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Port hopefuls preach financial responsibility
Horton, Hart, Zabinski address issues at KAPO forum.
The three candidates for a seat on the Port of Bremerton’s Board of Commissioners, mindful of the struggling economy and the mood of the voters, spent Tuesday night trying to one-up each other on budgetary matters.
“I’m a fiscal conservative,” declared former Bremerton Mayor Lynn Horton at a forum hosted by the Kitsap Alliance of Property Owners at the Silverdale Community Center. “During my term as mayor, every project we worked on came in on time and within its budget. I think we need to secure tenants for the facilities we have before we start worrying about expanding.”
“The port’s first responsibility is to shore up its expenses,” echoed Chico resident Roger Zabinski. “There needs to be a clear source of funding for every project the port takes on and the public’s tax dollars need to be spent for the public’s good.”
“I see it differently,” countered Bremerton resident Gene Hart. “I think it’s the port’s job to use the public’s dollars to get a fair return on their investment. And we should be using less of those dollars in the first place. The port has the potential to generate enough revenue to be self-sustaining rather than using more than half of the property taxes it collects to subsidize operational losses.”
The three candidates seeking to replace Commissioner Cheryl Kincer on the board also were unanimous in their opinion about the future of the port’s controversial Sustainable Energy and Economic Development project.
Asked point-blank whether the proposed green technology business incubator plan should be pursued, each said no — with varying degrees of emphasis.
“I’ve been a supporter of SEED,” Zabinski said. “But that project hasn’t been bringing in the jobs. Until someone can come back with a clear, market-based plan that promises real results, I think SEED should be put on the shelf.”
“In its current form, I wouldn’t support SEED,” Horton agreed. “But I would hope that some elements of the plan could be turned into viable projects. The port has invested a lot of money in SEED and I don’t know if I’d want to drive a stake through its heart completely. But at this point, the public has no faith in this plan and it’s time to move on.”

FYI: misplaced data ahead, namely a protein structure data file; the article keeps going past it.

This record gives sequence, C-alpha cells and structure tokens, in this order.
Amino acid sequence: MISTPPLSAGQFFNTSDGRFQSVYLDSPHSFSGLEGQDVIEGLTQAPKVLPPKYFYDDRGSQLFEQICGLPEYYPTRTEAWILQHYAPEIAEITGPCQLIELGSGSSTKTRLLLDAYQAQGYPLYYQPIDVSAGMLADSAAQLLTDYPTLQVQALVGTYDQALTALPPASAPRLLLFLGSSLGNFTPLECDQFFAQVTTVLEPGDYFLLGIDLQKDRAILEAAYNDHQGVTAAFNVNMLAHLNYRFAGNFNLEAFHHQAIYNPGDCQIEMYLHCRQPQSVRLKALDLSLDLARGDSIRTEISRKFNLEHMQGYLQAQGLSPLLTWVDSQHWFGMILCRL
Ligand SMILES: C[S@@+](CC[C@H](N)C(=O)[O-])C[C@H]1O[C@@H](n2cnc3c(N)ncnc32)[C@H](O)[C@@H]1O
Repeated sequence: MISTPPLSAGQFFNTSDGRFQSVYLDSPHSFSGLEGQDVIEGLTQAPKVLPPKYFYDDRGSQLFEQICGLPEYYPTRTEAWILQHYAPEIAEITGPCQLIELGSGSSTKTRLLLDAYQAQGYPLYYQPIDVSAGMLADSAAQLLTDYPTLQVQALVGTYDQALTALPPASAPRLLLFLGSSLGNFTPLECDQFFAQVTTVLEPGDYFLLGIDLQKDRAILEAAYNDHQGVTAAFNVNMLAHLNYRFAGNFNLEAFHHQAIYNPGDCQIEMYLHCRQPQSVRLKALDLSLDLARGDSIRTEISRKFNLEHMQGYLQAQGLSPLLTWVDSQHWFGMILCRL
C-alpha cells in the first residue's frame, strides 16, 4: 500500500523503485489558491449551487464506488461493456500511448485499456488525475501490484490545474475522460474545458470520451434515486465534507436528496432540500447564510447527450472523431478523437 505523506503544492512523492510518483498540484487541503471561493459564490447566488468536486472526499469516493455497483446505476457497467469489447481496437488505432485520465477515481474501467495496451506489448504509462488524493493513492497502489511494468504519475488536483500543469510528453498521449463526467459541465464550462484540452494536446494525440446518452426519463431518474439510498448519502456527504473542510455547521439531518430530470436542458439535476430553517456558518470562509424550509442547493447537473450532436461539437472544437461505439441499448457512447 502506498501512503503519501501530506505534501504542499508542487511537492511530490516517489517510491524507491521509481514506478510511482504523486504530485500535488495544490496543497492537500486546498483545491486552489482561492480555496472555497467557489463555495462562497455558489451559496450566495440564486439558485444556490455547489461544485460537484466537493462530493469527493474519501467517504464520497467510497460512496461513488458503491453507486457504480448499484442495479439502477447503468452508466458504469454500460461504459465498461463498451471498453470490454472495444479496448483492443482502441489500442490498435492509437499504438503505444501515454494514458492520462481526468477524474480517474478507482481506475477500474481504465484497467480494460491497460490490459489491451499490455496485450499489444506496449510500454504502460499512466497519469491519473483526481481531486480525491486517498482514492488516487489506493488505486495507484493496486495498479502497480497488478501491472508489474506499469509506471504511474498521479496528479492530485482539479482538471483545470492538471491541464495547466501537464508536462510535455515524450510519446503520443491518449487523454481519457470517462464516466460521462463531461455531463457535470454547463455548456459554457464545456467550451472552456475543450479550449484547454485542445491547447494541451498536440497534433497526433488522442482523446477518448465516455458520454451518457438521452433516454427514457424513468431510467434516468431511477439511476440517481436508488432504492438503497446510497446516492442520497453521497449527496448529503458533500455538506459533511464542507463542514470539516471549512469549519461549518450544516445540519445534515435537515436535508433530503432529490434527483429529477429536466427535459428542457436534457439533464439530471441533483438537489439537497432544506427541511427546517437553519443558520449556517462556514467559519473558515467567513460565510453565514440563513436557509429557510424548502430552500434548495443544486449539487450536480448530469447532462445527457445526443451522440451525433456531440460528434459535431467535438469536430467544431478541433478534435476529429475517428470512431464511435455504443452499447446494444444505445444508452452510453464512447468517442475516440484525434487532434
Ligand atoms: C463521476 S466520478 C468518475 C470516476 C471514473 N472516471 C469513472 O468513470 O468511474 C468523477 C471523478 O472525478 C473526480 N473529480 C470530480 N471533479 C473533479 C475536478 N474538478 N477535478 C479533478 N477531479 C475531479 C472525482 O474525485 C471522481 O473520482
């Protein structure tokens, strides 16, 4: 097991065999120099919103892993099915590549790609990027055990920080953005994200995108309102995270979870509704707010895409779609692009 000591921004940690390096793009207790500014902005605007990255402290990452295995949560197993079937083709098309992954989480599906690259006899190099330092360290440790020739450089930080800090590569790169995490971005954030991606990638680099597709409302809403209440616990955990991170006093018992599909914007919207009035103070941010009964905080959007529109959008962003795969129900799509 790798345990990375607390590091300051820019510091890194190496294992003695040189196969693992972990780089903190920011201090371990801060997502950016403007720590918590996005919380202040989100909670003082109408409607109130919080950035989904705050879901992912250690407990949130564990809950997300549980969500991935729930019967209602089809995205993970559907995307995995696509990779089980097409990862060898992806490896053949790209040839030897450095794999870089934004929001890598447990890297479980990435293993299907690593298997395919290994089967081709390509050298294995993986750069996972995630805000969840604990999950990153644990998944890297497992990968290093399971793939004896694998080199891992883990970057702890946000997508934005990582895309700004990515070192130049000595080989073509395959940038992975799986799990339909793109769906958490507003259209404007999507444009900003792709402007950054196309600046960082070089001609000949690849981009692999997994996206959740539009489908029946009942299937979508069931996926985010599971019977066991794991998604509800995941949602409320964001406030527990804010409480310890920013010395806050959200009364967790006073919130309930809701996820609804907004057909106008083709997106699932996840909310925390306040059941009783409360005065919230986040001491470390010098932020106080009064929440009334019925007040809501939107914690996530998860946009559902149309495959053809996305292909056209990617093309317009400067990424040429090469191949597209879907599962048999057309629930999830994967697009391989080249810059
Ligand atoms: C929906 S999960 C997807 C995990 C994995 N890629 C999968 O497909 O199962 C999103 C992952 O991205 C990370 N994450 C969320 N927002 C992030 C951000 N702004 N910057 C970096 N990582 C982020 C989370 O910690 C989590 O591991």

Hart was even more pointed in his criticism of the project.
“SEED is a distraction,” he said. “While we’ve been throwing money down this black hole, the port has been ignoring its primary mission. We have wonderful facilities here and we could be generating more than enough revenue to sustain the operations if we weren’t spending millions of dollars on something that was never going to work.”
Responding to a question from the audience about how many port meetings each had attended in the past year, Hart estimated he’d been present for 11. Zabinski said he’d attended three and Horton conceded she hadn’t personally attended any.
“I’m the only candidate up here who’s a known quantity,” she said. “I’ve served in office before and I’m proud of my record. It’s one thing to be a concerned citizen and want to do your part, but things change the minute you start putting together your own track record.”
All three candidates agreed the port needs to work harder to recruit and maintain potential job-creating businesses.
“For too long we’ve been hanging out a ‘Don’t come here’ sign for businesses,” Horton said. “That needs to change. Rather than saying, ‘We need green businesses,’ we need to roll up our sleeves and go after all kinds of business.”
“We have to figure out what assets the port has that can be best leveraged to bring in revenue,” he said. “The airport and the business park are tremendous facilities, but rather than concentrating just on green technology companies, what would be so bad if someone wanted to come here and manufacture tires or something like that?”
Hart also said the port needed to do a better job of recruiting and pointed to the recent hiring of a communications consultant as an example of an “unwise choice.”
“If you’re going to spend $40,000 to hire someone,” he said, “it should be someone who brings in $400,000 worth of new revenue. If I’m elected, I pledge to generate more revenue and lower your property taxes. And if property taxes do have to be raised, we won’t do it without a public vote.”